The Orange Walk area of Belize has a diverse range of locals from Creoles to Mennonites. The town of Orange Walk is an ideal location for exploring the Altun Ha and Lamanai and a variety of nature parks and is often used as a stop on the way to Mexico. However, honestly, there’s not much in town, and I wouldn’t suggest spending more than a few days here before moving on. It’s a bit run down, and with so many other places to visit in Belize, I don’t find it worth an extended stay. See the ruins, head back down to the beaches!
Hostel prices – Accommodation is not particularly cheap here, and there are very few hostels. Most dorm rooms cost 40 BZD per night, and private rooms will start around 50 BZD in a hostel.
Budget hotel prices – Expect to pay between 120-200 BZD for a double room.
Average cost of food – By eating like a local, you can expect to save the most cash with meals costing about 10 BZD in restaurants around town. There are a lot of street vendors here that sell cheap chicken and corncakes for 2-6 BZD. Conversely, a sit down meal at a restaurant with drinks will be upwards of 40 BZD. If you’re eating on a budget, expect to pay about 100 BZD for a week’s worth of groceries.
Transportation costs – The bus from Belize City to Orange Walk Town costs about 5 BZD and takes 1.5 hours. The town is compact enough that you can walk round, so don’t worry about public transportation in most cases.
Money Saving Tips
Shop around – Prices for excursions can vary greatly based upon what is included. For instance, a trip to Lamanai including lunch can be up to 30 BZD more expensive than one without.
Bring your own food – Because many trips cost extra for lunch, bring your own food and save money.
Things to See and Do in Orange Walk
Altun Ha – Altun Ha is one of Belize’s most popular tourist destinations. The main attraction at this Mayan site is the Temple of the Masonry Altars, dating from the 7th Century. The Temple is 54 foot tall and a climb to the top rewards you with a panoramic view of the pyramids and plaza below. I found it to be one of the most impressive sites in the country.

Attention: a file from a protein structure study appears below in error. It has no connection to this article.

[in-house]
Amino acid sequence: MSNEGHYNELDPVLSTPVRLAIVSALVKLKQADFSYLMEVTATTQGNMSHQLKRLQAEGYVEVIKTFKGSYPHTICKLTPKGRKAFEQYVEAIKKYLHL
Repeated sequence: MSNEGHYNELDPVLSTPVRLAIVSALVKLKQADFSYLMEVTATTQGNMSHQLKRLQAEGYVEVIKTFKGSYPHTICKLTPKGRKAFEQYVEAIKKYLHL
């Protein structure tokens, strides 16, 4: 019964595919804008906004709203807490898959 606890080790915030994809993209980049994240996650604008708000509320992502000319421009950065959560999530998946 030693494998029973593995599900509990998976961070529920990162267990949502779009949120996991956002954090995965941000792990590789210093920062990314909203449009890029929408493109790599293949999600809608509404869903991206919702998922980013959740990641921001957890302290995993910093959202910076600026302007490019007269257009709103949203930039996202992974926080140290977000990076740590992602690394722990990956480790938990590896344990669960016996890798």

Shipstern Nature Reserve – Shipstern covers an area of more than 27,000 acres and protects a diverse range of habitats, ranging from saline wetlands, and lagoons to Yucatan tropical forests. With such a vast and varied terrain, it’s no surprise that the reserve is home to all five cat species in Belize, the endangered Baird’s Tapir, 300 species of birds, and a myriad of other plants and animal species.
Cuello – Dating back to the early years of the Mayan Civilization, Cuello is the oldest Mayan Site in Belize. It is estimated that the site is between two-three thousand years old and is located on private land, so you must gain permission from the Cuello family whose land the site sits on.
Crooked Tree Wildlife Sanctuary – Birdwatchers will enjoy Crooked Tree Wildlife Sanctuary. The sanctuary sits on a site of 25 square miles which is made up of swamps, lagoons, and waterways. For just 8 BZD, you’ll have the opportunity to see over 286 species of birds.
Lamanai – Lamanai, or “submerged crocodile”, is one of Belize’s largest ceremonial centers and is easily the most impressive Mayan site in Northern Belize. Lamanai is 24 miles along the New River from Orange Walk, and the journey is filled with wildlife and bird spotting opportunities. The ruin site itself features various plazas, temples, stellae, colonial structures, a visitor’s center, the remnants of two 16th century Spanish churches, and a colonial sugar mill. It was my favorite site in all of Belize.
Mennonite Communities – There are many Mennonite communities throughout Belize, but Orange Walk has the most. Most communities are sustained by farming, and locals can be seen riding around in their horse drawn carriages and speaking a form of archaic German.
La Inmaculada Church – La Inmaculada is one of the few Spanish colonial churches in Belize and is located in the center of town. It’s small and run down but a reminder of the Spanish influence in the country’s history.
Rio Bravo Conservation & Management Area – The Rio Bravo occupies 4% of Belize’s total land area and consists of 406 square miles of protected rainforest. Jaguars are a common sighting here, as are toucans, iguanas, and Baird’s tapir. There are also nearly 400 species of birds within the forest which makes it one of Belize’s most popular birding destinations.
La Milpa – This archaeological reserve is the third largest site in the country, after Caracol and Lamanai. Twenty-four plazas and eighty-five major structures have been identified here, however, this area has yet to be excavated.
Nohmul – Near the Corozal border, this is supposed to be the highest point in Orange Walk, with it’s name meaning “great mound”. Look for the unique raised walkway that connects two ceremonial sites. Since it’s not on the regular tourist route, you will want to gain permission ahead of time to visit Nohmul.